CENTER FOR ECONOMIC RENEWAL, GROWTH AND EXCELLENCE UNVEILS FIRST Economic Freedom index for PUERTO RICO
Former governor Luis Fortuño joins economists Carlos Colón de Armas and Gustavo Velez to analyze results
CONTACT: Michelle Cuevas/ Tel.: (787) 366-6696/ firstname.lastname@example.org
San Juan, PR – The former governor, Luis G. Fortuño joined Dr. Carlos Colón de Armas and Gustavo Velez to discuss the results unveiled in the First Index of Economic Freedom of Puerto Rico by the Center for Economic Renewal, Growth and Excellence (CRECE, for its Spanish acronym).
The focus of this study was to evaluate and determine the position of Puerto Rico as compared to 186 countries using the parameters established through the 2016 Economic Freedom Index published annually by The Heritage Foundation and the Wall Street Journal. The aim was twofold: (1) compile the scattered data over Puerto Rico to better understand the current fiscal situation and; (2) identify opportunities to improve economic freedom in Puerto Rico.
Research stages included the following:
Analyze and break down formulas used in the 2016 Index of Economic Freedom.
Investigate quantitative and qualitative sources used by 2016 Index.
Replicate existing formulas if quantifiable objective data is available.
Determine alternative sources and measures for criteria for which replicable data is unavailable.
Recommend economic freedom ranking for Puerto Rico.
Identify short term goals for improving the development of quantitative economic measures in PR Index.
During his presentation, the former governor said that “economic freedom is not an abstract concept. It is a proven socio-economic model that produces direct benefits for people and their communities. As we promote a society based on the principles of economic freedom, the doors to opportunity and growth open. “
Among the 186 countries that are evaluated annually by the Heritage Foundation, Hong Kong and Singapore stand out as countries that benefit most from economic freedom. This entity describes economic freedom as the antidote against poverty. Their data indicate that over the past 20 years, as the global economy has adopted the values that define economic freedom, the Gross National Product (GNP) worldwide has increased 70%, while poverty has been reduced in half.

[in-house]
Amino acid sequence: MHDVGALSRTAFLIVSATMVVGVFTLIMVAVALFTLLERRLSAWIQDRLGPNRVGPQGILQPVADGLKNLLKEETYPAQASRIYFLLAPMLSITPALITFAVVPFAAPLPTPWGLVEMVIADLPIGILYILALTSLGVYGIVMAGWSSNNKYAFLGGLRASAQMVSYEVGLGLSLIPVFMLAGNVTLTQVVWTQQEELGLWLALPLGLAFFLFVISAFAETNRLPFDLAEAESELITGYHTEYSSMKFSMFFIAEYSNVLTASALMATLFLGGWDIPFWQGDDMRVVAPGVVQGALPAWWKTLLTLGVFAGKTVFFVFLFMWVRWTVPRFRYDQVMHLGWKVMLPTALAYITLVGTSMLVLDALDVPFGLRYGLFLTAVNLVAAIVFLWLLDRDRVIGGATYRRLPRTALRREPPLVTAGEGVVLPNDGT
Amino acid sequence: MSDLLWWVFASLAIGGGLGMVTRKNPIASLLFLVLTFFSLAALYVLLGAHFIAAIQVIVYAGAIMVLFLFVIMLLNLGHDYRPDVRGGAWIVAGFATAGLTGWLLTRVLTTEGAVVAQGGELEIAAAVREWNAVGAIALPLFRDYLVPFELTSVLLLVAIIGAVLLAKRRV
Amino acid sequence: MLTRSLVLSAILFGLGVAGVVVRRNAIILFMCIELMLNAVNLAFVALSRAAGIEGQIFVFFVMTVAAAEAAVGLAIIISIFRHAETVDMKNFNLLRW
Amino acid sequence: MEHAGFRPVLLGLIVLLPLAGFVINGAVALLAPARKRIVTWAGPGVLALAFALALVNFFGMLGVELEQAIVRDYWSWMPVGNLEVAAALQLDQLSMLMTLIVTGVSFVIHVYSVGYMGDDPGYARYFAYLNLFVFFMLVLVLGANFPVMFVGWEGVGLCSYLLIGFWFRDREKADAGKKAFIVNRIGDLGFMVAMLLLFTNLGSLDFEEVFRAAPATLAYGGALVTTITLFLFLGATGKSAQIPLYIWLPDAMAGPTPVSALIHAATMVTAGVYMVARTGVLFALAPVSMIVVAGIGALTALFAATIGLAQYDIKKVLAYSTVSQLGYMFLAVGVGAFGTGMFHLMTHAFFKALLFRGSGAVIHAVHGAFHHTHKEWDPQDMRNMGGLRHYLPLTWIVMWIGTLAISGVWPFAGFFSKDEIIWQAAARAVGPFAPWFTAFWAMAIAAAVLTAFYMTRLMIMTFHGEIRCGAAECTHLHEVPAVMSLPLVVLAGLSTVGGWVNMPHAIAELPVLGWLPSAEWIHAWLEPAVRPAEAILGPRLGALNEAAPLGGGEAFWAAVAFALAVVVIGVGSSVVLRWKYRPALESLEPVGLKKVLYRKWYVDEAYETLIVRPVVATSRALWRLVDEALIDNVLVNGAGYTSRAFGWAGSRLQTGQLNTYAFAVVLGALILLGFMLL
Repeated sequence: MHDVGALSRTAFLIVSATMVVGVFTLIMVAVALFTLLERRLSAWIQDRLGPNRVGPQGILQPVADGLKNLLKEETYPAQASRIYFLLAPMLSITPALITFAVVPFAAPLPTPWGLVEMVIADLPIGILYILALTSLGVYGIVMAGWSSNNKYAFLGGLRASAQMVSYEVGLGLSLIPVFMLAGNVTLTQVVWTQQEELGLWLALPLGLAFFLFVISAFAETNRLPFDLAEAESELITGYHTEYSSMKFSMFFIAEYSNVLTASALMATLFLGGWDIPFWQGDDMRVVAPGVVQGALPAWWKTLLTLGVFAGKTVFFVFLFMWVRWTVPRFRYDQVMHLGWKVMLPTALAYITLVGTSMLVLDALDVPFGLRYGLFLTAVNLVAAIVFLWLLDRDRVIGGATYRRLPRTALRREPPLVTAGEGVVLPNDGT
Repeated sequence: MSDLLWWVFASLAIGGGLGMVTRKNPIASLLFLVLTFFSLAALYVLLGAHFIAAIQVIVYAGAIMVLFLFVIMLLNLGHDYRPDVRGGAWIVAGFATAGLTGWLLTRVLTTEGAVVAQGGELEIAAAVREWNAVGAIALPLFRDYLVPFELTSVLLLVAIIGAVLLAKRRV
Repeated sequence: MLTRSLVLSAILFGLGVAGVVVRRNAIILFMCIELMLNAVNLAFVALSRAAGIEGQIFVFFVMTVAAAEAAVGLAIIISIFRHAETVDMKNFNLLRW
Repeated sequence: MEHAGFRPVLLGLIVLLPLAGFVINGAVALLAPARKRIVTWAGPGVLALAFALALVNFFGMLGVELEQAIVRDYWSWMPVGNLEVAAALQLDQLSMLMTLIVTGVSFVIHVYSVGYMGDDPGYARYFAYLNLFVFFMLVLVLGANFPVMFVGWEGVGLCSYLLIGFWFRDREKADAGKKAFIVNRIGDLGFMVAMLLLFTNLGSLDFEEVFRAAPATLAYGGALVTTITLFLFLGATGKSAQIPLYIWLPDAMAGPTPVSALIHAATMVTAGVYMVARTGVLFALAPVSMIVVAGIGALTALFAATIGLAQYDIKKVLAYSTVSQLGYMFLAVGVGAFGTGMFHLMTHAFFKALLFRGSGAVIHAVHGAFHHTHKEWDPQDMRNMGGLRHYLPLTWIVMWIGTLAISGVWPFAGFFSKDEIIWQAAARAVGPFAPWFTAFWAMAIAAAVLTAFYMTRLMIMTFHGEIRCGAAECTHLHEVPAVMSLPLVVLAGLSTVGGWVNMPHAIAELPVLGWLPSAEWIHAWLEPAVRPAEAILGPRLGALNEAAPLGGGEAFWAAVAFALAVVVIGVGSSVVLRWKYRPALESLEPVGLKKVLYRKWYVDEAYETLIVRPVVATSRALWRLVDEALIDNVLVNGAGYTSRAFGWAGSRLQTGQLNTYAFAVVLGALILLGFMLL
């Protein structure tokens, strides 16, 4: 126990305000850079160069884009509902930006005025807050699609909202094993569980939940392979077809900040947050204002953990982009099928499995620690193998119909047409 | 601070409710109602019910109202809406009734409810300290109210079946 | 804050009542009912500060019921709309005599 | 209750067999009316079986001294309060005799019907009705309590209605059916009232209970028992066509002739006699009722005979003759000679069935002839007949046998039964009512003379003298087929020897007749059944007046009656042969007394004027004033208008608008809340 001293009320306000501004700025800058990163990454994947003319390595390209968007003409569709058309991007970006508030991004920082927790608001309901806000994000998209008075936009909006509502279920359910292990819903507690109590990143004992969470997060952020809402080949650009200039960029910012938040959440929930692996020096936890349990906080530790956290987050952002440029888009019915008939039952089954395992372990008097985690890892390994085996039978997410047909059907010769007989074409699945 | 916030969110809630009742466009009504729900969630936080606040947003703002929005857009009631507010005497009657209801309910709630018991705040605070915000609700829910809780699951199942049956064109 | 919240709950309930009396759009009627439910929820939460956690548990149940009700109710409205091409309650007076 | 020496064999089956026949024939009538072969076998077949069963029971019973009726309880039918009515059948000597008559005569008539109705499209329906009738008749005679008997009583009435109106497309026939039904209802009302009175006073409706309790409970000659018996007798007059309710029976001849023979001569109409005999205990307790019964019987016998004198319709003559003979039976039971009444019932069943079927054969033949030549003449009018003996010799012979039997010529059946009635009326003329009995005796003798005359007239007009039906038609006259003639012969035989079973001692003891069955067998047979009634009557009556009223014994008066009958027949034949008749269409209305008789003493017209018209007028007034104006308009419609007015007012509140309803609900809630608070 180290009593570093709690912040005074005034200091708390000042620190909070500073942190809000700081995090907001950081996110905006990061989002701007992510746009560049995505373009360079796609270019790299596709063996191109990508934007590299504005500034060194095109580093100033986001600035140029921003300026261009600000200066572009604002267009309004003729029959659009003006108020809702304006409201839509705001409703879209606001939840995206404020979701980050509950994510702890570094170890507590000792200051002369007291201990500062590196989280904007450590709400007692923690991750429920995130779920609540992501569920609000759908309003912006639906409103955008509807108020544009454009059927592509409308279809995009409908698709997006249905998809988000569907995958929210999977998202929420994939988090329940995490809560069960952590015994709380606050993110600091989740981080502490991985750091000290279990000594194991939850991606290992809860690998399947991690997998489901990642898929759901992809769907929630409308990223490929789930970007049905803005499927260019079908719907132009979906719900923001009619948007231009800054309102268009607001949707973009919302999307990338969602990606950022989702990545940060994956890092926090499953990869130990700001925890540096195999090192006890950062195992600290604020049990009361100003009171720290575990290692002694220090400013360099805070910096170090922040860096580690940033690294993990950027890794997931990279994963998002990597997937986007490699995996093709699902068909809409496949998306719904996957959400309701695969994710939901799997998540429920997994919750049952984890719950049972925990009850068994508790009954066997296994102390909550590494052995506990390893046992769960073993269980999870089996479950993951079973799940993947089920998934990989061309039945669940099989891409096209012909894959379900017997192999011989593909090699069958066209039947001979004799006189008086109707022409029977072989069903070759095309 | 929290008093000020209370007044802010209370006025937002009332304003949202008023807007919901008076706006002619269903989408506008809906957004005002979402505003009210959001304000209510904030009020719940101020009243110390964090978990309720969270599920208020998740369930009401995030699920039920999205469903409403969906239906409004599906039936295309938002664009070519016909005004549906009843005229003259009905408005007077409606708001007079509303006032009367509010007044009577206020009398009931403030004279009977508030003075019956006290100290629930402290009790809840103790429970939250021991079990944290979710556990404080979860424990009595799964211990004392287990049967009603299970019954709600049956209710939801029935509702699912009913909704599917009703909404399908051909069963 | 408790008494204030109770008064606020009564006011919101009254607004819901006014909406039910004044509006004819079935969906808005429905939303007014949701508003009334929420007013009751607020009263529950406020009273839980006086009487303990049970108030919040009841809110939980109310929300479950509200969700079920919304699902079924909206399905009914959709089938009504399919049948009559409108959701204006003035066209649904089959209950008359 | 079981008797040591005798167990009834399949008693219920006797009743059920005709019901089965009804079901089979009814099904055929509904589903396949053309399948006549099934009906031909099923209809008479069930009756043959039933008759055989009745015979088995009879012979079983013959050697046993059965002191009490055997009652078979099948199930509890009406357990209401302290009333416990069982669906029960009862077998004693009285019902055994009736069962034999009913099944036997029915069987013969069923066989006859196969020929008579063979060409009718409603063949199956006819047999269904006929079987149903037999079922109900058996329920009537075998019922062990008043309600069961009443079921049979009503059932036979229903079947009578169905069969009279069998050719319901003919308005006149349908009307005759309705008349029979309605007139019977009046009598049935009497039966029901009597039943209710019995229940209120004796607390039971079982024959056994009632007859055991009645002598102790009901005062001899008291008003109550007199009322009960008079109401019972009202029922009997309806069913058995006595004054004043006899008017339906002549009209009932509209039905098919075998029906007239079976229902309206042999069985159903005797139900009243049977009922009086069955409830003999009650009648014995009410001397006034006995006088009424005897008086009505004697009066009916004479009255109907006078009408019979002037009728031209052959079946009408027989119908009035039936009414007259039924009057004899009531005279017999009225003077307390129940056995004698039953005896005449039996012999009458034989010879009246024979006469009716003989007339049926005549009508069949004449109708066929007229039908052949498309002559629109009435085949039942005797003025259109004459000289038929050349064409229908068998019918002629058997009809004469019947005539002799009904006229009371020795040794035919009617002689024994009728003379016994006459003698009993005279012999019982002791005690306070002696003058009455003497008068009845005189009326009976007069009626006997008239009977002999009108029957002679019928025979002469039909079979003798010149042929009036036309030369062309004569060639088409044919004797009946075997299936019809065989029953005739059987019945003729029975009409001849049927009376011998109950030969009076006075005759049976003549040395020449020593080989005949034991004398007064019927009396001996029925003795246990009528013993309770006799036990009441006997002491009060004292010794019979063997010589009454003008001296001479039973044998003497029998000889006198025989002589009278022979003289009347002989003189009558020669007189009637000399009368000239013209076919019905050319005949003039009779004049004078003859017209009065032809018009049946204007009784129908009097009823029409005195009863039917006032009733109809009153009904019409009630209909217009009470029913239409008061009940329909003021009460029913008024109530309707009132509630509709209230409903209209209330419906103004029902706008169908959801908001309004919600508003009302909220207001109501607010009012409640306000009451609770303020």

Fortuño described the Index of Economic Freedom as an effective tool to assess the strengths and weaknesses of the economy in order to maximize economic freedom and promote growth. “The index is an x – ray. It provides an objective picture; with clear and measurable parameters that allow governments to develop public policy focused on expanding economic opportunity and prosperity. Therefore, it is not an exercise to be performed only at times of crisis like the one we live today, but consistently so that we can yield positive results for the people. “
The Index of Economic Freedom ranks 186 countries based on 10 categories of quantitative and qualitative criteria grouped into four key pillars:
Rule of Law (property rights, freedom from corruption);
Limited Government (fiscal freedom, government spending);
Regulatory Efficiency (business freedom, labor freedom, monetary freedom); and,
Open Markets (trade freedom, investment freedom, financial freedom)